War of the Rebellion: Serial 049 Page 0361 Chapter XLI. CORRESPONDENCE, ETC. -UNION.

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bering from 300 to 400 men, under command of Colonel Beckley, now in Boone County, near Boone Court-House. They are engaged in conscripting for the rebel and stealing horses, &c.

I would respectfully request permission to take my command and go to that place for the purpose of dispersing and capturing this band.

I am, sir, very respectfully, your obedient servant,

A. N. DUFFIE,

Brigadier-General, Commanding Cavalry.

WAR DEPARTMENT,

Washington, October 20, 1863-9 p. m.

Major-General FOSTER,

Fort Monroe, Va.:

Advices from Richmond are that every available man, except some local militia or home guards, has moved with Lee's army against Meade. Is it not possible, under these circumstances, to move up the York River, destroy the railroad bridges, and threaten Richmond, so as to draw back some of Lee's forces? Please answer.

H. W. HALLECK,

General-in-Chief.

FORT MONROE, VA., October 20, 1863-10. 30 p. m.

(Received 11 p. m.)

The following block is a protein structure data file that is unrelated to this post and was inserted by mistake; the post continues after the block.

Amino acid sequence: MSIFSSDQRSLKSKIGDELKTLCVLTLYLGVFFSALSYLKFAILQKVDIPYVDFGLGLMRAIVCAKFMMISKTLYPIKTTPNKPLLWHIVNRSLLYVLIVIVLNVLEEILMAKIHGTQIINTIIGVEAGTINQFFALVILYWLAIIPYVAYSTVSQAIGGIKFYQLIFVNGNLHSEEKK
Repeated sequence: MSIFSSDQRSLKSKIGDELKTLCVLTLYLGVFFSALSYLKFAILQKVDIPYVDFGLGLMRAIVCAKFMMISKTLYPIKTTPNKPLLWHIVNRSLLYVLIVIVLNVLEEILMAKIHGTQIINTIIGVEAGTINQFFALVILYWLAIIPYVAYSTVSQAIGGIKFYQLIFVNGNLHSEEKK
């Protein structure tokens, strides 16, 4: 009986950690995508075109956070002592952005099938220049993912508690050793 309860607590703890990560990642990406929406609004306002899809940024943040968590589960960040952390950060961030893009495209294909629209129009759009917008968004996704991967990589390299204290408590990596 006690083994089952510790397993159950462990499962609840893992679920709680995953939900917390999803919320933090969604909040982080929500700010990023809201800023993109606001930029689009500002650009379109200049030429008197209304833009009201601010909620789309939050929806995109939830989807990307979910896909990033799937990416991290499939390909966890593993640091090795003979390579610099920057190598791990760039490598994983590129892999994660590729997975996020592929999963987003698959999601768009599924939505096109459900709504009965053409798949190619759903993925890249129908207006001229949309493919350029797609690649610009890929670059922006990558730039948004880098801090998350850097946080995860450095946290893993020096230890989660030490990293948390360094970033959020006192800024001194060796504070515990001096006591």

Major-General HALLECK:

Telegram received. I will attempt what you propose, and do it if possible.

J. G. FOSTER,

Major-General.

HEADQUARTERS ARMY OF THE POTOMAC,

Gainesville, Va., October 21, 1863-10. 30 a. m.

(Received 11 a. m.)

Major General H. W. HALLECK,

General-in-Chief:

I regret to inform you that from the examination made, I have reason to believe that the Orange and Alexandria Railroad has been destroyed from Bristoe Station to Culpeper Court-House. To repair and put in working order the road to the Rappahannock will require the use of a considerable part of this army for guards and working parties. Under these circumstances, I do not see the practicability of an advance on this line to Gordonsville. A transfer to the Fredericksburg road, if successful in crossing the Rappahannock, would require time to put the road in working order from Aquia Creek, and the enemy would doubtless destroy it in advance of the point we held.

It seems to me, therefore, that the campaign is virtually over for the present season, and that it would be better to withdraw the army to some position in front of Washington and detach from it such portions as may be required to operate elsewhere. Although I have no information but the acts of the enemy, I think it is his intention